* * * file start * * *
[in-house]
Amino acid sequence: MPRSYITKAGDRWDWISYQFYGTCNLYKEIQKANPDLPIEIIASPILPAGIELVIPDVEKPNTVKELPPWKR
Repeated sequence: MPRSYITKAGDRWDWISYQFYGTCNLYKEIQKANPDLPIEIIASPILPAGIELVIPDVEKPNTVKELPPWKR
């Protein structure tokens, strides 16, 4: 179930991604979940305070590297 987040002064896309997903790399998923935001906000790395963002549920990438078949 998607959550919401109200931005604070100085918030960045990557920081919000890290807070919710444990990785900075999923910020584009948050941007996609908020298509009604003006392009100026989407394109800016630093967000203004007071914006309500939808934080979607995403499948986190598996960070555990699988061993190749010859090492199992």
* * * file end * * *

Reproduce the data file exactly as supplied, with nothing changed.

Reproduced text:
[in-house]
Amino acid sequence: MPRSYITKAGDRWDWISYQFYGTCNLYKEIQKANPDLPIEIIASPILPAGIELVIPDVEKPNTVKELPPWKR
Repeated sequence: MPRSYITKAGDRWDWISYQFYGTCNLYKEIQKANPDLPIEIIASPILPAGIELVIPDVEKPNTVKELPPWKR
């Protein structure tokens, strides 16, 4: 179930991604979940305070590297 987040002064896309997903790399998923935001906000790395963002549920990438078949 998607959550919401109200931005604070100085918030960045990557920081919000890290807070919710444990990785900075999923910020584009948050941007996609908020298509009604003006392009100026989407394109800016630093967000203004007071914006309500939808934080979607995403499948986190598996960070555990699988061993190749010859090492199992």